Tag Archives: USD

US Dollar and gym mats and jigsaw mats

Market Watch and Gym Mats

The US dollar was the main mover with the Australian Dollar closing higher for the third day in a row. The US dollar index gave up 0.35% as it continued to drift lower from its fourteen month high. Also the Australian Dollar lifted by  0.35% against the NZ Dollar. The other Aussie crosses were little changed. Overall it the AUD has stabilised after falling somewhat over the last few weeks.

The USD’s drop was initiated by Federal Reserve member Bostic saying he expected only one more rate hike in 2018. He predicted three rate hikes at the beginning of the year, saying he was open to a fourth if the economy grew fast enough. However trade tensions have provided downside risk. Markets still believe two rate hikes are on the cards, in September and December.

Politics has returned to the fore with Malcolm Turnbull facing a real leadership challenge. The nuances of politics are for other platforms but this kind of instability can unsettle the currency. Typically a quick move to change leadership contains the damage but a protracted situation could destabilise the Aussie dollar.​

Although the dollar has come down a bit over recent weeks it is yet to effect the price of jigsaw mats. The price of jigsaw mats is still stable and they are well priced. As Ezy Mats have large stock quantities in their expansive warehouses they are able to ride out any fluctuation in the currency market. The large range of gym mats also makes it easy to contain pricing.

Market Watch – Jigsaw Gym Judo Mats

AUD

The Australian dollar weakened slightly yesterday after survey showed slightly lower expectations of inflation after the government moved to repeal a tax on carbon. The August MI inflation expectations for the trimmed mean came in at 2.6% from 2.7% in July.

 

USD

Out of the US, weekly applications for unemployment aid climbed 21,000 to a seasonally-adjusted 311,000. Jobless claims figures, along with subdued inflation numbers, made it more likely the US central bank would leave rates on hold for a while. The US dollar is holding on to its gains against the three most actively traded currencies because, with these data disappointments, the outlook for the US is brighter than the outlook for the Eurozone, UK and Japan.

 

EUR

The latest in a batch of disappointing global economic indicators that have clouded the prospects for American growth lead the Eurozone’s recovery to an outright halt in the second quarter. Economic output in the 18 nation euro area stalled in the April and June period, after four quarters of minimal gains, Eurostat data showed. Fear of rising geopolitical tensions have added to the risks as the EU’s trade sanctions against Russia over the crisis in Ukraine, and the counter sanctions by Russia, are likely to crimp the Euro area’s sales of farm goods. The weak report on the Eurozone comes after news that Japan’s economy, shrank by a larger than expected 1.7 percent in the second quarter, or 6.8 percent at an annual rate.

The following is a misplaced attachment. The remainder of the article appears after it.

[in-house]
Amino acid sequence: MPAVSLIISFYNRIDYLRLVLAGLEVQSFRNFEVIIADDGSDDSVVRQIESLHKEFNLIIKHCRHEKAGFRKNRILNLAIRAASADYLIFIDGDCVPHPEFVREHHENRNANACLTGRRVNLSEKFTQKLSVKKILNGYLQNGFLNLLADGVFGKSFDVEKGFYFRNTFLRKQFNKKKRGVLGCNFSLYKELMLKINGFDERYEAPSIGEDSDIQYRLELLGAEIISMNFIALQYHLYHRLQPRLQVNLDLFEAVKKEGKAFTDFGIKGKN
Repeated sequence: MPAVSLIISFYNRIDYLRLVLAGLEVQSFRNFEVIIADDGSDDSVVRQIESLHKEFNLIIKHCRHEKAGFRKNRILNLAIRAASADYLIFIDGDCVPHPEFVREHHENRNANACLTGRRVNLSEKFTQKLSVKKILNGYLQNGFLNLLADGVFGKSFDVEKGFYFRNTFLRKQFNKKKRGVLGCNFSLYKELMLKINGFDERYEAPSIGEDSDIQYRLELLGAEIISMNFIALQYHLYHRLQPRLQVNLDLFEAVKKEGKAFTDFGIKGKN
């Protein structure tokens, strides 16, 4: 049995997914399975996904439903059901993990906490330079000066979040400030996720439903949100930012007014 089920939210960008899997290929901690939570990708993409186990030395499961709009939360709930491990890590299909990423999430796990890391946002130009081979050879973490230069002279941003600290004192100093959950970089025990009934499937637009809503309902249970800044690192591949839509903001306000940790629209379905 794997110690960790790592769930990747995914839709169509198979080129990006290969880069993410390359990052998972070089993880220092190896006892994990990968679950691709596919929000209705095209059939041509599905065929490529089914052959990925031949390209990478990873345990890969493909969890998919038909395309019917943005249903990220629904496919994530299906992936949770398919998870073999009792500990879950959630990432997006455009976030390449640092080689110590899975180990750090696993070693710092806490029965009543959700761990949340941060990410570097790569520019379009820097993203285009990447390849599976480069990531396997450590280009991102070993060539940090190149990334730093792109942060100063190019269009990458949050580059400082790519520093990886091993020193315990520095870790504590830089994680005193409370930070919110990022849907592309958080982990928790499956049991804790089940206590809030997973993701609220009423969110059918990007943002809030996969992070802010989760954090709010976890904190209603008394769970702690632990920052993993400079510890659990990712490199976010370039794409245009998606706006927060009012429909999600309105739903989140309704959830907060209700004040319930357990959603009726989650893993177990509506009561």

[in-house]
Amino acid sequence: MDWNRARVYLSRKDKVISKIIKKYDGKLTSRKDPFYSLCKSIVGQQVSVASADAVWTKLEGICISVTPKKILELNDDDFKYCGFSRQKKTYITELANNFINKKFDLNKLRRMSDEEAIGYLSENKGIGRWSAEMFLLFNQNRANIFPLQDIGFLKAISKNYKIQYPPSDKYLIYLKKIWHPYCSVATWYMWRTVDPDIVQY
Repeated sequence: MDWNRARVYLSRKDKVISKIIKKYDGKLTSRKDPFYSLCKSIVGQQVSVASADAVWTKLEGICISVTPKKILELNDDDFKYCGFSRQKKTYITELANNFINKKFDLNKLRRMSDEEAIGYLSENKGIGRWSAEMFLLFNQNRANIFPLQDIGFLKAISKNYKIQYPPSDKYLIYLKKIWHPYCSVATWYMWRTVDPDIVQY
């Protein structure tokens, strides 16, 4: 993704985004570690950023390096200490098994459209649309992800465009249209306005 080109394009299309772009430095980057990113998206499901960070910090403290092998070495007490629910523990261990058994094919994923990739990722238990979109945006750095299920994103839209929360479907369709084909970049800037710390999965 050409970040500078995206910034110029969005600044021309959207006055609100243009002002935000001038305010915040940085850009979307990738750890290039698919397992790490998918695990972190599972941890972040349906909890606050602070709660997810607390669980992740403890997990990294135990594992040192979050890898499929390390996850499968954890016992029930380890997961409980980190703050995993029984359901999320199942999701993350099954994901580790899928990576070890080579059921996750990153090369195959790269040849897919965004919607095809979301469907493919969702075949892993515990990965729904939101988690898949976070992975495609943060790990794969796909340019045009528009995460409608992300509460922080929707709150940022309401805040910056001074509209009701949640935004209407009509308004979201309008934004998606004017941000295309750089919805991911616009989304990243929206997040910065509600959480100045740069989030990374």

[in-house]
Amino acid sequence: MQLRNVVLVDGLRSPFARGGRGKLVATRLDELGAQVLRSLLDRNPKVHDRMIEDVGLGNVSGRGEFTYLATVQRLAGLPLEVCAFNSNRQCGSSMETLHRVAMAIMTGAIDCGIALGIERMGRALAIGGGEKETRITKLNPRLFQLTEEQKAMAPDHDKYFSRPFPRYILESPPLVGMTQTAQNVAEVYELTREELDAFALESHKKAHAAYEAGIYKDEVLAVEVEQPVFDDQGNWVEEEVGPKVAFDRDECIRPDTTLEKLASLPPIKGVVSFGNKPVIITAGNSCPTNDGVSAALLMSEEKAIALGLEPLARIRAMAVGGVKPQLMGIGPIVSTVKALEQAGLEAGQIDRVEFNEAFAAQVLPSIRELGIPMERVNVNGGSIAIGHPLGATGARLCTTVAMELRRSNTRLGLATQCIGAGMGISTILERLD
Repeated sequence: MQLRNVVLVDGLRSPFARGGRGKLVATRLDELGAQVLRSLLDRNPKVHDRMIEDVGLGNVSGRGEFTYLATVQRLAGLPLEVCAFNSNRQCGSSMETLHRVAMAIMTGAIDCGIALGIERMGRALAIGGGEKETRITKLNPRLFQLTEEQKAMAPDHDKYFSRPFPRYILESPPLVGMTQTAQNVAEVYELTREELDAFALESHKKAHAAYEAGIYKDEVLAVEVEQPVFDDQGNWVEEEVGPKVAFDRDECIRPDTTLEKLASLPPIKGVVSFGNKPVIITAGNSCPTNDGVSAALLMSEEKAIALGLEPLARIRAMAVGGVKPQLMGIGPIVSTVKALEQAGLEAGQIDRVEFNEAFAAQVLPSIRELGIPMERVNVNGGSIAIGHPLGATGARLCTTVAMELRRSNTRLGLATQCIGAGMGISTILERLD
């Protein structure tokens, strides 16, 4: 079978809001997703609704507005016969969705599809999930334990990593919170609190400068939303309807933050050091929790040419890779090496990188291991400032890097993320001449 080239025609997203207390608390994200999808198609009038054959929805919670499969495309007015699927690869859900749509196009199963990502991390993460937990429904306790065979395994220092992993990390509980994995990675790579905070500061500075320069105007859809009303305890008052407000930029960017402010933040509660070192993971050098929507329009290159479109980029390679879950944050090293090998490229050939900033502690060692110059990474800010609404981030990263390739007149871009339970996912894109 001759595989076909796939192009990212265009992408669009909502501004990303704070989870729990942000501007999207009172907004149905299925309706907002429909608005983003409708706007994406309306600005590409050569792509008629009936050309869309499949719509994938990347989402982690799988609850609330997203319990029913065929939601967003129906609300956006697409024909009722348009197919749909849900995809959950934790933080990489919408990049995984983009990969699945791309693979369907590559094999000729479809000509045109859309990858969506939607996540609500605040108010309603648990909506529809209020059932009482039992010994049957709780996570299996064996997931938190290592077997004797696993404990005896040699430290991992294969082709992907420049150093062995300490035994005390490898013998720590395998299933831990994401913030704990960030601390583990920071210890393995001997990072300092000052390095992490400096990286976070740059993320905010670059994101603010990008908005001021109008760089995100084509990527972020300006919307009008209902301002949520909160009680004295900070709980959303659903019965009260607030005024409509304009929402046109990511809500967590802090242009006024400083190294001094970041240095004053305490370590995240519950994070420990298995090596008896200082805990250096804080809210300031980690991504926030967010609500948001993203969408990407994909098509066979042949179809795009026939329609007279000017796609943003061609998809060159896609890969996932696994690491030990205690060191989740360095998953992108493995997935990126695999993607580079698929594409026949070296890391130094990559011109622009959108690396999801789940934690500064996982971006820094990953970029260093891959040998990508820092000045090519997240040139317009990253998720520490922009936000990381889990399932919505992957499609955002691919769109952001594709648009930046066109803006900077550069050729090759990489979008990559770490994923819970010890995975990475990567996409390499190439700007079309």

GBP

The British pound steadied after sliding on yesterday as the Bank of England hinted that markets may have to wait longer than they thought for a long awaited hike to its main interest rate. Bank of England set to sit tight as low wage inflation offsets strong British output and falling unemployment, and chance of an interest rate rise in 2014 and perhaps even the first quarter of 2015 appears to be on the cards

 

NZD

The New Zealand dollar traded better than expected with data showing weaker economic reports in the US and Europe, enhancing the lure of local assets and pushing the kiwi to touch a 10 day high overnight. The New Zealand dollar jumped higher after data yesterday showed second quarter retail sales rose more than expected, reinforcing expectations interest rates will resume their upward path next year.

AUD bouncing around

The Australian dollar traded steadily on Friday, after sustaining sharp losses a day earlier. The RBA lowered its forecast for GDP of 2-3% in the year through June 2015, down from 2.25-3.25% in the May projection. The RBA added that the unemployment rate was likely to “remain elevated for some time”. The RBA statement also took note of the high value of the Australian dollar, which has gained about 6% since February.

Mao

China’s growth increases to 7.5% in Q2

The mainland’s economy grew 7.5 percent between April and June from a year earlier, slightly above expectations and quickening from the 7.4 percent pace in the first quarter, reinforcing hopes that a recovery is under way after a flurry of government stimulus measures.

Other data released alongside the gross domestic product report showed factory output rose 9.2 percent in June from a year ago, beating expectations of a 9.0 percent increase.

Fixed asset investment, a mainstay driver of the mainland’s economy, climbed 17.3 percent in the first six months compared with a year earlier, above forecasts for a 17.2 percent rise.

Retail sales rose 12.4 percent in June from a year ago, in line with analysts’ predictions.

China’s economy got off to a weak start this year as unsteady foreign and domestic demand dragged on exports, investment and industrial output, prompting the government to announce a slew of stimulus measures.

Many economists believe more policy support may be needed in coming months to sustain any recovery, particularly if the already cooling property market begins to deteriorate more sharply.